Fashion brands and retailers should be familiar with the concept of never-out-of-stock (NOOS) products, as they often have staples sold all year round.
This model offers several benefits, but it chiefly enables brands to identify top-performing products, sell them every season, and ultimately capitalise on additional sales.
But the approach is quickly gaining steam for other reasons too.
NOOS can be leveraged to drive sustainability
At its core, the NOOS model is centred on maintaining a continual supply of popular products and year-round staples that ensure customers aren’t left frustrated with goods being out of stock.
By keeping customers happy with frequently stocked items, brands can foster loyalty and a sense of reliability, encouraging shoppers to return in the future to do business with them again.
From a brand’s perspective, NOOS goods also enable greater inventory management and financial forecasting since the continual supply helps to mitigate excess stock levels and storage costs.
The benefits listed above have historically been a key driver for adopting the NOOS approach, but brands are now increasingly utilising the model to support their sustainability objectives as well.
Brands that offer more NOOS products can drastically reduce their waste, as they will produce fewer garments on a season-by-season basis and generate less offcut fabrics and other scrap that ultimately end up in landfills.
Furthermore, the NOOS model promotes longer lifecycles as goods that are sold throughout an entire year are typically more durable than seasonal items.
For example, brands may choose to continually sell denim jeans as they’re a core staple that consumers almost always need.
Garments like denim jeans are typically worn more often, too – meaning they will generate less waste since shoppers aren’t purchasing an item to wear a few times only to bin them some months later.
Crucially, this means that brands who transition towards NOOS will not only find themselves reducing excess stock, cutting down on waste, and being empowered to manage their inventory better, but they will also promote longer lifecycles to consumers.
All this paints a clear picture as to why NOOS is on the rise, but what does that mean for seasonality? Is it dead and buried?
Is seasonality a trend of the past?
The short answer to this question is no.
Seasonality will not fade into obscurity anytime soon, as consumers will always desire season-specific garments and outfits to feel comfortable and refresh their wardrobes.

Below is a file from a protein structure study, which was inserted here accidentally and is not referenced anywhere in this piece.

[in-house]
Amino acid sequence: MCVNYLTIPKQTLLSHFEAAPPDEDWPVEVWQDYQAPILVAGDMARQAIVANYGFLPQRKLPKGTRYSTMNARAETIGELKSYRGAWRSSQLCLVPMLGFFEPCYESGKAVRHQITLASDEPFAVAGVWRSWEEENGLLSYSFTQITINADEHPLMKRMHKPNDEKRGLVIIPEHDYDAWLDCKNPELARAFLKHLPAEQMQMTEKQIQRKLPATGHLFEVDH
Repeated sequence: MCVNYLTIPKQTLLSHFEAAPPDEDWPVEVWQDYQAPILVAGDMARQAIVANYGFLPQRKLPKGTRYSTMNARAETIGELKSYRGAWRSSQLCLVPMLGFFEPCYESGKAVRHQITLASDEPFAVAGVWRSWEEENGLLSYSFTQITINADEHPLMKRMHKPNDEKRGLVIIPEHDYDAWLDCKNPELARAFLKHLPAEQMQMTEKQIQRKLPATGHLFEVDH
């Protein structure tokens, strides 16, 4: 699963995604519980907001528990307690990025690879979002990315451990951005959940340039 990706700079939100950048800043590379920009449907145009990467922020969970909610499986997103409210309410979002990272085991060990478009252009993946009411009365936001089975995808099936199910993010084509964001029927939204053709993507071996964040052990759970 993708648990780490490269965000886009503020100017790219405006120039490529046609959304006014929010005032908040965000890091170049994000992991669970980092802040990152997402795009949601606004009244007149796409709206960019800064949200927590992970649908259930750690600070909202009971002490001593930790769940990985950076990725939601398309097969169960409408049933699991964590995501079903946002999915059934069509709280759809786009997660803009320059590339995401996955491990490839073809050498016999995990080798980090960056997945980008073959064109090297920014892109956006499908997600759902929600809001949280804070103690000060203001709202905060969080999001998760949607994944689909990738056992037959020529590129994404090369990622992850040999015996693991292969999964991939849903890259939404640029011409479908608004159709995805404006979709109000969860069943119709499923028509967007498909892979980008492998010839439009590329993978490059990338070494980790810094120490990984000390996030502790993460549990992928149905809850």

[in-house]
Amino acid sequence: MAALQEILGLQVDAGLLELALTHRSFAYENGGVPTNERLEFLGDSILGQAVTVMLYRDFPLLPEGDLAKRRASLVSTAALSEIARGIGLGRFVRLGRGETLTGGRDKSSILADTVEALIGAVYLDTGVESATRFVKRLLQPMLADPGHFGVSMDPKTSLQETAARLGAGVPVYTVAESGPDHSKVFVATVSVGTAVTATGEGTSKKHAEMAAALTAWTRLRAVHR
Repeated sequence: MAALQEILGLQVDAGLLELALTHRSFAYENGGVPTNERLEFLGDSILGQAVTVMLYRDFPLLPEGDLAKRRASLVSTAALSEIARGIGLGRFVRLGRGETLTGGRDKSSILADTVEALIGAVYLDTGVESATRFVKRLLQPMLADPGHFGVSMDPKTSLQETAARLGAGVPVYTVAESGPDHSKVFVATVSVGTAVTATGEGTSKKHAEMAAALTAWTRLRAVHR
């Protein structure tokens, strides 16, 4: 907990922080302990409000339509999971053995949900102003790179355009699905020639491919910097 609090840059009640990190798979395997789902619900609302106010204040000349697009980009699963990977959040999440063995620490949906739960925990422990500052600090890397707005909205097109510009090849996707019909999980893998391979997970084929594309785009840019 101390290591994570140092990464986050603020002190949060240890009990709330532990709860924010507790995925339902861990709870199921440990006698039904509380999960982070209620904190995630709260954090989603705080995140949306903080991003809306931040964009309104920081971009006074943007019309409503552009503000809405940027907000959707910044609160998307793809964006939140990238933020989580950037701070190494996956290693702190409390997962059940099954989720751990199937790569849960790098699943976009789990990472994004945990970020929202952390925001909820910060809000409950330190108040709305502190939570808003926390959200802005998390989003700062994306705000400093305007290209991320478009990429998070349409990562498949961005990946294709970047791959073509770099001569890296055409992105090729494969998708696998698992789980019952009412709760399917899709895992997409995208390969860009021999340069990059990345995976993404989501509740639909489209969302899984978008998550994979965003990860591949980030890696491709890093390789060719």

But the boundaries between NOOS and seasonality are blurring. Brands release their products in line with their seasonal calendars but allow specific products to continue selling, provided consumers are purchasing them.
This could last for a single season, a year, or even longer – it all depends on how the items perform. However, brands have observed trends with some items, like winter jackets, that sell well during summer, as hikers require warm clothing when climbing mountains.
The reverse is also true: since offices, houses, and cars are all heated, some brands sell many t-shirts during the winter months, while lightweight denim jeans can sell well all year round.
And that’s all while ignoring the fact that people travel to distant countries with varying climates, meaning holiday-goers are also looking to purchase a wide array of clothing.
While this may seem confusing and suggest that season-specific items are no longer relevant, the key takeaway is actually relatively simple: Seasonality is becoming less strict and more related to how and where garments are worn.
So, what does that mean for a business’ product planning and definition?
Balance between NOOS and seasonality is the key
In essence, brands need to consider their product planning and definition with less strict rules concerning seasonality.
By no means does that entail foregoing seasonality altogether, but it does mean they need to strike the right balance between seasonal and NOOS goods.
It’s important to stress that there is no golden rule in this regard, nor does that balance have to stay exactly the same indefinitely. Fluidity is the key. If a product performs well, consider transitioning it into NOOS, and if it performs poorly, contemplate making it season-specific.
To ensure this fluidity, brands must take advantage of technology. For instance, analytical tools like AI will be instrumental in understanding product performance, while supply chain management solutions will be critical in ensuring continual supply for NOOS goods.
In fact, the K3 team has already found businesses that are exploring these concepts. During Directions NA 2023, we learned of at least one ISV leveraging AI analytics to better understand product performance, suggesting the time to think about these topics is right now.
Clearly, brands have a lot to consider regarding the balance between their NOOS and seasonal offerings, as well as the role of AI, as they enter Q4 and prepare for FY24.
But remember: there is no silver bullet or one-size-fits-all approach. Fluidity is paramount.